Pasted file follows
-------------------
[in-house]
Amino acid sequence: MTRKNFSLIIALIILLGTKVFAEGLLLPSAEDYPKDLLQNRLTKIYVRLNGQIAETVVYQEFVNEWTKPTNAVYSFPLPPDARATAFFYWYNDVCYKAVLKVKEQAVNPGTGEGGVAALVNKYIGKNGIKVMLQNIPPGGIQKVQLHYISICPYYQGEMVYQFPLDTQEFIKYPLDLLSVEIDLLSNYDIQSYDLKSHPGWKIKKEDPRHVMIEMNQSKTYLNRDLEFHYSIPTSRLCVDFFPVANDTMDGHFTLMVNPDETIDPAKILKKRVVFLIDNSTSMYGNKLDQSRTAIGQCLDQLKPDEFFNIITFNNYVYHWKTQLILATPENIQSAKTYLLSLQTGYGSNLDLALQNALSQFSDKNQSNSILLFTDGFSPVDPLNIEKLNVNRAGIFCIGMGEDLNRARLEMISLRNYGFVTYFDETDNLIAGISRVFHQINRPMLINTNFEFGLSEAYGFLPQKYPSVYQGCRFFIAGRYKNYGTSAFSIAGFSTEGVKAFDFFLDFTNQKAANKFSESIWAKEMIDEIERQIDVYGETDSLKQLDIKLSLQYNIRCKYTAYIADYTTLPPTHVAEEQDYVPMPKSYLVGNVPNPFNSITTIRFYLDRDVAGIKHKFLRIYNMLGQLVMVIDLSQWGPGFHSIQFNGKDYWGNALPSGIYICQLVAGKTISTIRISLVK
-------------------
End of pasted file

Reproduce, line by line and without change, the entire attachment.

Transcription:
[in-house]
Amino acid sequence: MTRKNFSLIIALIILLGTKVFAEGLLLPSAEDYPKDLLQNRLTKIYVRLNGQIAETVVYQEFVNEWTKPTNAVYSFPLPPDARATAFFYWYNDVCYKAVLKVKEQAVNPGTGEGGVAALVNKYIGKNGIKVMLQNIPPGGIQKVQLHYISICPYYQGEMVYQFPLDTQEFIKYPLDLLSVEIDLLSNYDIQSYDLKSHPGWKIKKEDPRHVMIEMNQSKTYLNRDLEFHYSIPTSRLCVDFFPVANDTMDGHFTLMVNPDETIDPAKILKKRVVFLIDNSTSMYGNKLDQSRTAIGQCLDQLKPDEFFNIITFNNYVYHWKTQLILATPENIQSAKTYLLSLQTGYGSNLDLALQNALSQFSDKNQSNSILLFTDGFSPVDPLNIEKLNVNRAGIFCIGMGEDLNRARLEMISLRNYGFVTYFDETDNLIAGISRVFHQINRPMLINTNFEFGLSEAYGFLPQKYPSVYQGCRFFIAGRYKNYGTSAFSIAGFSTEGVKAFDFFLDFTNQKAANKFSESIWAKEMIDEIERQIDVYGETDSLKQLDIKLSLQYNIRCKYTAYIADYTTLPPTHVAEEQDYVPMPKSYLVGNVPNPFNSITTIRFYLDRDVAGIKHKFLRIYNMLGQLVMVIDLSQWGPGFHSIQFNGKDYWGNALPSGIYICQLVAGKTISTIRISLVK